The application of artificial intelligence technologies to health care delivery, coding and population management may profoundly alter the manner in which clinicians and others interact with patients, and seek reimbursement. While on one hand, AI may promote better treatment decisions and streamline onerous coding and claims submission, there are risks associated with unintended bias that may be lurking in the algorithms. AI is trained on data. To the extent that data encodes historical bias, that bias may cause unintended errors when applied to new patients. This can result in errors in utilization management, coding, billing and healthcare delivery.

The following hypothetical illustrates the problem.

A physician practice management service organization (MSO) adopts a third-party software tool to assist its personnel in make treatment decisions for both the fee-for-service population and a Medicare Advantage population for which the MSO is at financial risk. The tool is used for both pre-authorizations and ICD diagnostic coding for Medicare Advantage patients, without the need of human coders. 

 The MSO’s compliance officer observes two issues:

  1.  It appears Native American patients seeking substance abuse treatment are being approved by the MSO’s team far more frequently than other cohorts who are seeking the same care, and
  2. Since the deployment of the software, the MSO is realizing increased risk adjustment revenue attributable to a significant increase in rheumatic condition codes being identified by the AI tool.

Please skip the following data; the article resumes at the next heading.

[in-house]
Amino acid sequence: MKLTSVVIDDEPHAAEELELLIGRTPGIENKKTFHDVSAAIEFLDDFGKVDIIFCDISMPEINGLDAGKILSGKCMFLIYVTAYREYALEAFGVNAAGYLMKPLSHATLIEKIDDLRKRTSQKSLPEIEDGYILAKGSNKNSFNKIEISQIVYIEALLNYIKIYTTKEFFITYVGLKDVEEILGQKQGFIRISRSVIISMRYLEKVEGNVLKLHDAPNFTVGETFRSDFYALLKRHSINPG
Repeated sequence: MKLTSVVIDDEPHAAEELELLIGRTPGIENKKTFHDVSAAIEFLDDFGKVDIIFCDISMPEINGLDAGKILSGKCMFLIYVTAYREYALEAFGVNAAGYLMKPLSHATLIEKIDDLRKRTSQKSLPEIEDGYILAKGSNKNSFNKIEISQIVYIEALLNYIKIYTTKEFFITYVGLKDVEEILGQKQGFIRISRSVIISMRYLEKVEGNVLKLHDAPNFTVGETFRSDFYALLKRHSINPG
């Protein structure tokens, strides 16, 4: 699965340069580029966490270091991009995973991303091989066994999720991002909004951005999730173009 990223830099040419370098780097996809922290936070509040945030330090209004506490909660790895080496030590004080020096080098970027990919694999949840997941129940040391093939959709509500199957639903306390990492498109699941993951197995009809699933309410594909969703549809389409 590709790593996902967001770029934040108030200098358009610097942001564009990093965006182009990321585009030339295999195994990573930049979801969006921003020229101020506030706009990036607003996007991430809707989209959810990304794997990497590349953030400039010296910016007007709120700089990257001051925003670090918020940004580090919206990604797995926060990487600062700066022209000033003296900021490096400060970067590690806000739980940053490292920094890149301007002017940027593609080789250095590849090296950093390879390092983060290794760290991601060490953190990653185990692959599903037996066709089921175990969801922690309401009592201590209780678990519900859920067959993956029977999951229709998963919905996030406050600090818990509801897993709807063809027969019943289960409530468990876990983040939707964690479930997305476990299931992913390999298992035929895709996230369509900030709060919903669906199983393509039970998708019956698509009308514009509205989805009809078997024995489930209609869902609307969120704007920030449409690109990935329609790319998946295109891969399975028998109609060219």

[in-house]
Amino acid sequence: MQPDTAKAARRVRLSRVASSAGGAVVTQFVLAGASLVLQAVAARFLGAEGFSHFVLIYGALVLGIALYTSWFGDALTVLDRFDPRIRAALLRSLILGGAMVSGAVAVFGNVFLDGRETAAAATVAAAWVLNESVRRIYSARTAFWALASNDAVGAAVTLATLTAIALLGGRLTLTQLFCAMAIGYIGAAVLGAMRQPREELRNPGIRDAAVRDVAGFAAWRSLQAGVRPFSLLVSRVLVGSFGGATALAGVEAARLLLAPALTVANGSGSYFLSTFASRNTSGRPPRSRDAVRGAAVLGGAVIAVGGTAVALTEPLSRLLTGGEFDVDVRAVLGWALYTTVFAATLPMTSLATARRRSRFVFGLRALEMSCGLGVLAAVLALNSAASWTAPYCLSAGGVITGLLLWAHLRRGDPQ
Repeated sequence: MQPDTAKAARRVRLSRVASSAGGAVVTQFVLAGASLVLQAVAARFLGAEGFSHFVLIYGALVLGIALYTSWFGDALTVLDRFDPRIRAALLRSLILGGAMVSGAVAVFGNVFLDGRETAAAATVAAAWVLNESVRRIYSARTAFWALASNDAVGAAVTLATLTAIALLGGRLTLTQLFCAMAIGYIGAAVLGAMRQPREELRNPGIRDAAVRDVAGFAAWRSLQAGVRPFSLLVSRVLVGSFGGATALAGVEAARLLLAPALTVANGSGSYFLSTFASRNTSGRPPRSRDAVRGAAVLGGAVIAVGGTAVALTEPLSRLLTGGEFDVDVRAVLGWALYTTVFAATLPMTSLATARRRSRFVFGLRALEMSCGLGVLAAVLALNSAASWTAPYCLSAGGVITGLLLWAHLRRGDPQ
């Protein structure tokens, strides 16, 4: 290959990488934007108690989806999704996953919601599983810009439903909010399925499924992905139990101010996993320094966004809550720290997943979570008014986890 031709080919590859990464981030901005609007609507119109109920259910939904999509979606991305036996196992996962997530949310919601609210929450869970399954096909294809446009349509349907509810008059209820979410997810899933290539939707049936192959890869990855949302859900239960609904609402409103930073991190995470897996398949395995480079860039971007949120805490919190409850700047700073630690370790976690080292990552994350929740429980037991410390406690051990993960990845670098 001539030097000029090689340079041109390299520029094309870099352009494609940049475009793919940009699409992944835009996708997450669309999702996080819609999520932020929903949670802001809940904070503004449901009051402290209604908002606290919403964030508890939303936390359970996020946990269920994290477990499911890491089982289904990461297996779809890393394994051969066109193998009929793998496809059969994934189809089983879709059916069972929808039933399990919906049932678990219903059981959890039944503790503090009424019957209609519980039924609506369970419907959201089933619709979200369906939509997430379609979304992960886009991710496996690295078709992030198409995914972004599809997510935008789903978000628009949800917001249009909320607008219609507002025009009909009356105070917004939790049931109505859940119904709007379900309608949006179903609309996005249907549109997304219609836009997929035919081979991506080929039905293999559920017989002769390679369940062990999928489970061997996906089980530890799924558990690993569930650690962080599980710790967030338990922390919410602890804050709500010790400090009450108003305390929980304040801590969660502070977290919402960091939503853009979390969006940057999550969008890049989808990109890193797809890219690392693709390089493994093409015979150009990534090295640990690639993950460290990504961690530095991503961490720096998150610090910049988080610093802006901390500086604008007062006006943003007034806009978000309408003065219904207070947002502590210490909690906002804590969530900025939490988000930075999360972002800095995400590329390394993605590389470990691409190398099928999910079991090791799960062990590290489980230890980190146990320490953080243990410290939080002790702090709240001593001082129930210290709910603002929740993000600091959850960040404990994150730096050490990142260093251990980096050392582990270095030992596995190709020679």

Though the compliance officer doesn’t have any independent studies to support it, she is comfortable that the program is making appropriate substance abuse treatment and utilization management recommendations because she believes that there may be a genetic reason why Native Americans are at greater risk than others. With regard to the diagnostic coding, she:

  1. is also comfortable with the vendor’s assurances that their software is more accurate than eyes-on coding;
  2. understands that prevalence data suggests that the elderly population in the United States likely has undiagnosed rheumatic conditions; and,
  3. finds through her own investigation that anecdotally it appears that the software, while perhaps over-inclusive, is catching some diagnoses that could have been missed by the clinician alone. 

 Is the compliance officer’s comfort warranted?

The short answer is, of course, no.

There are two fundamental issues that the compliance officer needs to identify and investigate – both related to possible bias. First, is the tool authorizing unnecessary substance use disorder treatments for Native Americans, (overutilization) and at the same time not approving medically necessary treatments for other ethnicities (underutilization)? Overutilization drives health spend and can result in payment errors, and underutilization can result in improper denials, patient harm and legal exposure. The second issue relates to the AI tool potentially “finding” diagnostic codes that, while statistically supportable based on population data the vendor used in the training set, might not be supported in the MSO’s population. This error can result in submission of unsupported codes that can drive risk adjustment payment, which can carry significant legal and financial exposure.

To learn more about the legal risks of and solutions to bias in AI, please join us at Epstein Becker Green’s virtual briefing on Bias in Artificial Intelligence: Legal Risks and Solutions on March 23 from 1:00 – 4:00 p.m. (ET). To register, please click here.